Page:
Why am I here? First, this was a big week for Bay area industry conferences, from brain-stretching at Techonomy, to the Advertising Research Foundation’s tech company bus tour that concluded at Twitter, to the ARF West conference at Facebook and Levi’s, to today’s LUMA’s first Digital Marketing Summit, DMS West. Add to that a number of client meetings in San Francisco and time spent on Sand Hill Road in Menlo Park, and I’ve had a full -- and very enriching -- Silicon Valley week.
No matter how much time I spend in the Bay area, it never ceases to amaze me how special this place is. Companies, leaders and colleagues think and act differently here than they do anywhere else. And, as much as other parts of the globe try to copy and catch up to the Silicon Valley “way,” folks out here keep pushing themselves further and faster. Here’s s what I mean:
Belief in the applied power of technology. Not much to say here. Technology is the core DNA in Silicon Valley. People believe in it. They understand how powerful it can be. They don’t question it. They just keep innovating it and applying it.
Vision. Folks in the Valley are more strident than most when it comes to having a point of view — and they aren’t afraid to share those points of view, argue them, and, when necessary, adjust them when necessary. They aren’t passive when it comes to core beliefs.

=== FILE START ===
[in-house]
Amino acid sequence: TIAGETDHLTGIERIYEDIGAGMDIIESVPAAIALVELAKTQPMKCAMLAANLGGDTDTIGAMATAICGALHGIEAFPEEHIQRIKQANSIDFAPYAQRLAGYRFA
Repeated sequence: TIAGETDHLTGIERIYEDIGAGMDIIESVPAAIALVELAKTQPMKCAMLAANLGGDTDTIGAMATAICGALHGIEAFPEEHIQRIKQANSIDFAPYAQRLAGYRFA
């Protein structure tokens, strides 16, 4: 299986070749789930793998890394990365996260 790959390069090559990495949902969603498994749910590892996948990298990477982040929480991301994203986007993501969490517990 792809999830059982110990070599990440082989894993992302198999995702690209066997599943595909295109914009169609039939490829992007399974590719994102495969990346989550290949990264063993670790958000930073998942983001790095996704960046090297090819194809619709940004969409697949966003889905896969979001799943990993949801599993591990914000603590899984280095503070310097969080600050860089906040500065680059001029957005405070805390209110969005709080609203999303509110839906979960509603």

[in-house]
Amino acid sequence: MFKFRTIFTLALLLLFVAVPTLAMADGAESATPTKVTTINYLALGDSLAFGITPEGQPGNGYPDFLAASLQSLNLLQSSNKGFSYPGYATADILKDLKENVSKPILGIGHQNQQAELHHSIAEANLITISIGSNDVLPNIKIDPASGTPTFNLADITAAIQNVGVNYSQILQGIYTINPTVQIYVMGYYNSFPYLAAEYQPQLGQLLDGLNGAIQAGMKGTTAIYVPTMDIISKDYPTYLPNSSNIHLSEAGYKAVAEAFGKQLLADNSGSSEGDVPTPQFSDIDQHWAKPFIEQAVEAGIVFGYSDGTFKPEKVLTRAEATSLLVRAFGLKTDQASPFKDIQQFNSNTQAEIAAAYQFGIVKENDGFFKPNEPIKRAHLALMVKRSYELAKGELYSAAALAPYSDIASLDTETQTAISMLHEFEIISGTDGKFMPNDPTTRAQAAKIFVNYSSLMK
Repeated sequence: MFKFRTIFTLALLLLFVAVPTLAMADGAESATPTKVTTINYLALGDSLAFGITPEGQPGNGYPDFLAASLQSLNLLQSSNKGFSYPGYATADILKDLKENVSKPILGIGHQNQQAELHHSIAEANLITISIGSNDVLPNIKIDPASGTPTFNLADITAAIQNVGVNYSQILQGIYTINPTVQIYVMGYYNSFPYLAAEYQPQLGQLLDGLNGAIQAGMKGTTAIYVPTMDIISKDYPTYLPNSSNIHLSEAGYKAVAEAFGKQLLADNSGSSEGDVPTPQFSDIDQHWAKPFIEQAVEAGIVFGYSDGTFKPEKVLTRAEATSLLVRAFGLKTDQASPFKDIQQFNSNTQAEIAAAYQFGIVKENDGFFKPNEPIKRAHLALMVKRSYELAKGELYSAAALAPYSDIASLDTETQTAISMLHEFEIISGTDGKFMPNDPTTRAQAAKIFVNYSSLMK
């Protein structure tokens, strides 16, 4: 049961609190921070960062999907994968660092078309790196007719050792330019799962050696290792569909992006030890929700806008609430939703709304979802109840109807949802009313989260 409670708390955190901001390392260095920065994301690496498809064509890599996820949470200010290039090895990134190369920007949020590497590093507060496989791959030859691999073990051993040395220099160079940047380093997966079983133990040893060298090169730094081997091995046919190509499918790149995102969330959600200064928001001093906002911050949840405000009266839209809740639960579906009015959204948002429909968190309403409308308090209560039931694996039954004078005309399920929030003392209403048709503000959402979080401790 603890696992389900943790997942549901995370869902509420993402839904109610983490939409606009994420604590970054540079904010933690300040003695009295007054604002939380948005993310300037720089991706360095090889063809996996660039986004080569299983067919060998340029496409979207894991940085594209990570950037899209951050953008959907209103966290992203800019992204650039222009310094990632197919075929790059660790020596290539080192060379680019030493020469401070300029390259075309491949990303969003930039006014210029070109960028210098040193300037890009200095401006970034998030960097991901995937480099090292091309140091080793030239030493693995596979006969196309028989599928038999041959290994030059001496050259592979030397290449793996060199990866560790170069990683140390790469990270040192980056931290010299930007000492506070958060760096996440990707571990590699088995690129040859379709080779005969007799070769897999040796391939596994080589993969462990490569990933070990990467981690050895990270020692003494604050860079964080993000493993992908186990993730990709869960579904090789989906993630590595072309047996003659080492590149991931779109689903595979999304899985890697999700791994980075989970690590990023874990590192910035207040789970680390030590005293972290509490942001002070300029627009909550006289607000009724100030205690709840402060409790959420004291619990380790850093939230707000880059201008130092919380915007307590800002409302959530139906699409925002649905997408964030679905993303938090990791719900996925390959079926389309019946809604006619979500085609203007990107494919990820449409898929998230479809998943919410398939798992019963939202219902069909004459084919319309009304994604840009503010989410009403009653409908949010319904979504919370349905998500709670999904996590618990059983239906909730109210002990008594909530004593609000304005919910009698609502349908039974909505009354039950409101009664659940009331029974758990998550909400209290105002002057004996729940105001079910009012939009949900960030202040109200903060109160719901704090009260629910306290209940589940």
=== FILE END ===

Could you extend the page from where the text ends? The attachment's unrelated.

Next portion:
Focus. Since writing software code requires binary decision-making, establishing and maintaining focus is part of the standard operating procedure of the Valley. There’s not as much general wandering here as you find in other business environs. Folks think a lot about what they need to do to create success and then commit to doing it — and also commit to not doing things that don’t fit their vision and strategy.
Impatience with status quo. The Valley does not assume that just because something is done a certain way today, that’s always the correct method. In fact, the fact that something -- or someone -- is part of the status quo actually makes it/them more suspect as being wrong. This is not a place that worships tradition or hierarchy.
Not afraid of failure. People here try new things. If they fail, they ask themselves the hard questions. If they can’t find a way to make it work, they move on. Nothing ventured, nothing gained. They don’t beat themselves up over things that don’t work. They learn from it, and attack the next thing with vigor. Failures are badges of honor here.
Talent. There isn’t any place in the world with more talented technologists making more things happen than the Valley. What’s incredible is that more great talent keeps moving here. New York City, where I live, also keeps attracting more and more talented people — but when it comes to applied technologists, the Valley is special and is still getting better.
So I guess I sound like a Silicon Valley fan boy. That’s not my intention. I’m a big believer that in business every day, you either get better or you get worse. Nothing stays the same. I’m amazed that Silicon Valley keeps getting better. It’s something special to watch and learn from and be inspired by. I am. What about you?